The Feb. 13 ruling did not come in a media case. It involved a private dispute between a salesman who had been fired from the Staples office supply company and his employer. The court noted that matters of public concern, such as a report by a newspaper about a public controversy, must meet the heightened Sullivan test. In addition, the court left open the question of whether the 1902 statute is unconstitutional.

But its decision could have an effect on a narrow category of defamation cases involving the media — those in which a court finds the media was reporting about something that is not a matter of public concern.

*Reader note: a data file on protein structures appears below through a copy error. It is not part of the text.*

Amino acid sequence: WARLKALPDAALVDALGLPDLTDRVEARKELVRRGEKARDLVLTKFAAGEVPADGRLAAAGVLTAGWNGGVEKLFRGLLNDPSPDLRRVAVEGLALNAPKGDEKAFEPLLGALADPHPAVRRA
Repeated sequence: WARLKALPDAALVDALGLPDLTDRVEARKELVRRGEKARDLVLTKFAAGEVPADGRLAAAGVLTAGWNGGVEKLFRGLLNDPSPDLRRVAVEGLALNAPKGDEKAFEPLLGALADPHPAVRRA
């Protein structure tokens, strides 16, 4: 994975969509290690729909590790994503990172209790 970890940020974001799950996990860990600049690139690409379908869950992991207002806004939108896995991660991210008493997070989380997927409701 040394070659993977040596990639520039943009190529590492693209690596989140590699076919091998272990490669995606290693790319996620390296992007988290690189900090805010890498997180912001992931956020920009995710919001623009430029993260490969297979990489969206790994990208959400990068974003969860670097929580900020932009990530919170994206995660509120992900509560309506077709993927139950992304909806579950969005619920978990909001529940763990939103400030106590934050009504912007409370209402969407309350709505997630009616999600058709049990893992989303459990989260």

The facts

Alan Noonan was fired in late 2005 from Staples for padding expense reports. Among other things, according to the court, he once misplaced a decimal point and reported paying $1,129 for a McDonald’s meal, instead of $11.29. After he was fired, Executive Vice President Jay Baitler sent a mass e-mail to all Staples employees in North America informing them that Noonan had been fired for violating the expense policy, and reminding them of the company’s rules for expense reports.

Noonan then filed suit against Staples for libel in federal court, alleging that Baitler’s e-mail harmed his reputation.

The federal district court in Massachusetts disagreed, holding that the e-mail was not libelous because it was substantially true.